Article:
Featured Ads

SM East’s JSU responds to anti-Semitism with ‘United Against Hate’

Laura Martasin

The Jewish Student Union (JSU) at Shawnee Mission East High School is planning an April 25 event at the school called “United Against Hate: Past, Present and Prevention.”

JSU organized the event in response to the vandalizing of two sheds on school grounds on Feb. 24. One of the sheds was spray-painted with anti-Semitic comments, including “East loves Nazis,” and with swastikas and profanity, said Laura Martasin, a 17-year-old junior at East. She is marketing manager for JSU at East and is handling public relations for the event. 

Another shed was spray-painted with misogynistic comments. The school has repainted the sheds.

This is the first event of its kind that JSU will have sponsored, said Rachel Prero, the club’s adviser at East who is helping organize the event. Prero also is city director of the Kansas City National Conference of Synagogue Youth (NCSY) and JSU, which NCSY sponsors.

“Our hope is that as a result of the program, Jewish teens at Shawnee Mission East will feel more comfortable identifying as Jewish and want to participate in the club,” Prero said. “The program is an outgrowth of the teens feeling frustrated that other students lacked sensitivity about the Holocaust and about Jews in general. The teens think it is not intentional hate but it’s because (other students) haven’t had the educational opportunities to understand the importance of understanding.” 

Sarah Milgrim

Martasin said the vandalism had shocked her and many of her schoolmates.

“We were all shook a little bit, but I couldn’t say we were surprised,” she said. 

She said that she wasn’t sure whether East’s Jewish students have been facing more anti-Semitism than in the past at the school but that other anti-Semitic remarks and gestures have been made recently at East.

“I’ve gotten anti-Semitic texts, like an image of a ‘Heil Hitler’ salute that a friend sent me on April Fool’s Day,” she said. “He said he was sorry afterword and had sent it as a joke. But we felt targeted when the sheds were vandalized.”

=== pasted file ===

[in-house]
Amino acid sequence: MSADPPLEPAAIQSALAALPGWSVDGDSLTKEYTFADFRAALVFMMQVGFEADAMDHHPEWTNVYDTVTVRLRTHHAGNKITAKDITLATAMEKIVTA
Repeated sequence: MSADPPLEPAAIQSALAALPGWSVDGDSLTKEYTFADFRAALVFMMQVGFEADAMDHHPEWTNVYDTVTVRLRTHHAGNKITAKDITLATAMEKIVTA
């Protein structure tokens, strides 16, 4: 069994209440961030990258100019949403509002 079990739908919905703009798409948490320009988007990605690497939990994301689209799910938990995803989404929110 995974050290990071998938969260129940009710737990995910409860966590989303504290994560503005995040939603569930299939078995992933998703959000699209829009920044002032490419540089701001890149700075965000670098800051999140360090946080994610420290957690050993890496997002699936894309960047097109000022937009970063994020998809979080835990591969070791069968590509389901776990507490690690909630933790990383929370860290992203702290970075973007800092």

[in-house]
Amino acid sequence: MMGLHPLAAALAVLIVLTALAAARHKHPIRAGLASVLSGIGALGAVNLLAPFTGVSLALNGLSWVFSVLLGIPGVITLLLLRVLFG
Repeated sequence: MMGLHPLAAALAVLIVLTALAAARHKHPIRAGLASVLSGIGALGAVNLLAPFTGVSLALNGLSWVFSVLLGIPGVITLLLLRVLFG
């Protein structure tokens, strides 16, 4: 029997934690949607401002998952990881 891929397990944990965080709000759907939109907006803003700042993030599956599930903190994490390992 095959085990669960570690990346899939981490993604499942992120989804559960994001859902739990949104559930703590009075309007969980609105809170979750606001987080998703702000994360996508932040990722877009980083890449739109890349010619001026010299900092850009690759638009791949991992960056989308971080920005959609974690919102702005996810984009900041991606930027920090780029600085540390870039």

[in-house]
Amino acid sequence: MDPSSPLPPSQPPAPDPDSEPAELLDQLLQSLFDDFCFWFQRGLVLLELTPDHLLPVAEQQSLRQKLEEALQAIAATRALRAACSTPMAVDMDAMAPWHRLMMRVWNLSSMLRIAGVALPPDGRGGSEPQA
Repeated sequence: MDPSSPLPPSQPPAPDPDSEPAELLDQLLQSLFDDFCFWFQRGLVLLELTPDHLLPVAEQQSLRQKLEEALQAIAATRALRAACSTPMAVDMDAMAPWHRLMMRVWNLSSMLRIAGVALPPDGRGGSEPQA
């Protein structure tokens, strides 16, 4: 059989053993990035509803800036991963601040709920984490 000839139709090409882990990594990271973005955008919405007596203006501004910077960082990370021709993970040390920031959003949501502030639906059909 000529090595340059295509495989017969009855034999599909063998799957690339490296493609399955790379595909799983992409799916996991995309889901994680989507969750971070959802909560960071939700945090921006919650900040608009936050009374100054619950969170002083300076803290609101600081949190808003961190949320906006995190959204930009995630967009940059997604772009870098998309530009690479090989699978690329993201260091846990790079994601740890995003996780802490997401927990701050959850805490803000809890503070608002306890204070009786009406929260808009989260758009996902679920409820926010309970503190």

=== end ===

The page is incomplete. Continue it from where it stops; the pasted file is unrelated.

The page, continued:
Prero said that teens in all schools have said Holocaust jokes have become commonplace.

“In schools with larger Jewish populations, teens maintain a sense of Jewish pride — especially with a Jewish Student Union club at their school — but teens in Shawnee Mission East say that Jewish teens sense that being Jewish isn’t ‘cool’ and don’t want to identify as Jewish or be involved in Jewish activities as a result,” she said.

JSU has four active members at East, Martasin said, and a few of her gentile friends have expressed interest in attending the group’s meetings.

Steven Cole, a parent at East whose mother escaped the Holocaust, will give a talk at the event about his mother’s experiences and about past and present anti-Semitism generally. Students will also speak about anti-Semitism they’ve encountered.

Martasin said she hoped the program would attract high school students especially but also people of all ages.

The event is scheduled for 5:30 to 7 p.m. April 25. It’s free and open to the public. Visitors are asked to enter through the gym entrance on the lower level.

Brenda Fishman and Samantha Feinberg, teachers at East, sponsor the school’s JSU chapter. JSU’s mission is to help teenage students run Jewish culture clubs in their Kansas City-area public schools. In addition to East, JSU has clubs at Shawnee Mission South High School, Blue Valley High School, Blue Valley North High School and Blue Valley West High School.

All teens are welcome, regardless of affiliation. Meetings are held after school and focus on Jewish identity and Israel through programs including holiday parties, educational programs, hands-on workshops and guest speakers. Programs always include free food.

Martasin and her family belong to The Temple, Congregation B’nai Jehudah, where she became a Bat Mitzvah. Her parents are Debra Martasin and Jeffrey Martasin.

“We’re organizing this event to stand up against anti-Semitism,” she said. “We’re going to speak up about it. Everyone is welcome, no matter their age or religion. Just come with an interest and an open mind, and it’s free.”